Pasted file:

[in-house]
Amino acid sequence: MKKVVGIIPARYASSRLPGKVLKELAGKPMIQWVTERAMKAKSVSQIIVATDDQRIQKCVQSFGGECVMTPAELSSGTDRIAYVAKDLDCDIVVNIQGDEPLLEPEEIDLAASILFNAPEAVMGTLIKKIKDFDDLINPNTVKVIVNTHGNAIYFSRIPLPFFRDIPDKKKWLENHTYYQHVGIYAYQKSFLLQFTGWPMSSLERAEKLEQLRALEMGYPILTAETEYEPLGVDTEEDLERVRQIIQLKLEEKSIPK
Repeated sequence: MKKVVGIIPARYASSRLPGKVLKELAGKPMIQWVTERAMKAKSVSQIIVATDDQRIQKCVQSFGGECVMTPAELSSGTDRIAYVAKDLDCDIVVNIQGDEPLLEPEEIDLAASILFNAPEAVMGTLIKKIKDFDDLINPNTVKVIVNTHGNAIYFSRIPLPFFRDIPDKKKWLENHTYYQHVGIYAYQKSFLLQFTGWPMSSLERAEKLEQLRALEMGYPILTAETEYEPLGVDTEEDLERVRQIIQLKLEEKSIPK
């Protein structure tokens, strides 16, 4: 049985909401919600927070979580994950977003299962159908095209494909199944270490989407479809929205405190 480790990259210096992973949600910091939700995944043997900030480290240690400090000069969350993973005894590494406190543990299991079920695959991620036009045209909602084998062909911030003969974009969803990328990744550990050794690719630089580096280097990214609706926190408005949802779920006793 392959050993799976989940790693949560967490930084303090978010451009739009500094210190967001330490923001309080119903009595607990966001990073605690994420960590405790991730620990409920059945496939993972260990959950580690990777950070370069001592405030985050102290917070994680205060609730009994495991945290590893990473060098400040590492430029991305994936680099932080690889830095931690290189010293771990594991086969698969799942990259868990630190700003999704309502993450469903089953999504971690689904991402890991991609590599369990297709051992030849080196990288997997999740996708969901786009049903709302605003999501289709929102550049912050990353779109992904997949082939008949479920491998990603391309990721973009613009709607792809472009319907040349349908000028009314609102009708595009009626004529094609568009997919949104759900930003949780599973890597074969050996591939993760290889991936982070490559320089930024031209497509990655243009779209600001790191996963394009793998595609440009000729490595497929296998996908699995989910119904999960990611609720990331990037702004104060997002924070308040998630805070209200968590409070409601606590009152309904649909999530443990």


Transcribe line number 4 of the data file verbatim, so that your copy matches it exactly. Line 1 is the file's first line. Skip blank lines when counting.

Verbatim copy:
């Protein structure tokens, strides 16, 4: 049985909401919600927070979580994950977003299962159908095209494909199944270490989407479809929205405190 480790990259210096992973949600910091939700995944043997900030480290240690400090000069969350993973005894590494406190543990299991079920695959991620036009045209909602084998062909911030003969974009969803990328990744550990050794690719630089580096280097990214609706926190408005949802779920006793 392959050993799976989940790693949560967490930084303090978010451009739009500094210190967001330490923001309080119903009595607990966001990073605690994420960590405790991730620990409920059945496939993972260990959950580690990777950070370069001592405030985050102290917070994680205060609730009994495991945290590893990473060098400040590492430029991305994936680099932080690889830095931690290189010293771990594991086969698969799942990259868990630190700003999704309502993450469903089953999504971690689904991402890991991609590599369990297709051992030849080196990288997997999740996708969901786009049903709302605003999501289709929102550049912050990353779109992904997949082939008949479920491998990603391309990721973009613009709607792809472009319907040349349908000028009314609102009708595009009626004529094609568009997919949104759900930003949780599973890597074969050996591939993760290889991936982070490559320089930024031209497509990655243009779209600001790191996963394009793998595609440009000729490595497929296998996908699995989910119904999960990611609720990331990037702004104060997002924070308040998630805070209200968590409070409601606590009152309904649909999530443990």